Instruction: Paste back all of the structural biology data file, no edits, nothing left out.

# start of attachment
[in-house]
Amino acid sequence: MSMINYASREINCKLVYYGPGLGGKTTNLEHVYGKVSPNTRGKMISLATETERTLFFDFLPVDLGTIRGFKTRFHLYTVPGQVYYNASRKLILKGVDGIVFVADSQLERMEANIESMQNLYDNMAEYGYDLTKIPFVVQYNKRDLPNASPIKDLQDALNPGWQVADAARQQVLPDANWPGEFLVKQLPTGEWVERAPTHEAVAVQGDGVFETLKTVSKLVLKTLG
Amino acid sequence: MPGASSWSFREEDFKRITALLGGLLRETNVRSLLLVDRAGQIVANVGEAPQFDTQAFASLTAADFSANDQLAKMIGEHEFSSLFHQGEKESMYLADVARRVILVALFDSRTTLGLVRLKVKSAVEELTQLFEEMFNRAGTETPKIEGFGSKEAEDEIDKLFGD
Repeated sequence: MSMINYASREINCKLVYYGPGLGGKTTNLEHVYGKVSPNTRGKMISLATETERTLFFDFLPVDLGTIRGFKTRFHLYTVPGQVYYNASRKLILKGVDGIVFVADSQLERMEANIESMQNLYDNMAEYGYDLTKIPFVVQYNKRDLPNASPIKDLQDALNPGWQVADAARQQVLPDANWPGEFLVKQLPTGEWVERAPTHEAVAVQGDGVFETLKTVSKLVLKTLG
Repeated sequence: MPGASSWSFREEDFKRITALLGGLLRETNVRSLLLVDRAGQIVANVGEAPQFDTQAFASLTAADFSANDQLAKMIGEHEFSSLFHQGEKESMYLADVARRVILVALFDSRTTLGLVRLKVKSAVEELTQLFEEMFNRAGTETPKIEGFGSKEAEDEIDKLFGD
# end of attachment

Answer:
[in-house]
Amino acid sequence: MSMINYASREINCKLVYYGPGLGGKTTNLEHVYGKVSPNTRGKMISLATETERTLFFDFLPVDLGTIRGFKTRFHLYTVPGQVYYNASRKLILKGVDGIVFVADSQLERMEANIESMQNLYDNMAEYGYDLTKIPFVVQYNKRDLPNASPIKDLQDALNPGWQVADAARQQVLPDANWPGEFLVKQLPTGEWVERAPTHEAVAVQGDGVFETLKTVSKLVLKTLG
Amino acid sequence: MPGASSWSFREEDFKRITALLGGLLRETNVRSLLLVDRAGQIVANVGEAPQFDTQAFASLTAADFSANDQLAKMIGEHEFSSLFHQGEKESMYLADVARRVILVALFDSRTTLGLVRLKVKSAVEELTQLFEEMFNRAGTETPKIEGFGSKEAEDEIDKLFGD
Repeated sequence: MSMINYASREINCKLVYYGPGLGGKTTNLEHVYGKVSPNTRGKMISLATETERTLFFDFLPVDLGTIRGFKTRFHLYTVPGQVYYNASRKLILKGVDGIVFVADSQLERMEANIESMQNLYDNMAEYGYDLTKIPFVVQYNKRDLPNASPIKDLQDALNPGWQVADAARQQVLPDANWPGEFLVKQLPTGEWVERAPTHEAVAVQGDGVFETLKTVSKLVLKTLG
Repeated sequence: MPGASSWSFREEDFKRITALLGGLLRETNVRSLLLVDRAGQIVANVGEAPQFDTQAFASLTAADFSANDQLAKMIGEHEFSSLFHQGEKESMYLADVARRVILVALFDSRTTLGLVRLKVKSAVEELTQLFEEMFNRAGTETPKIEGFGSKEAEDEIDKLFGD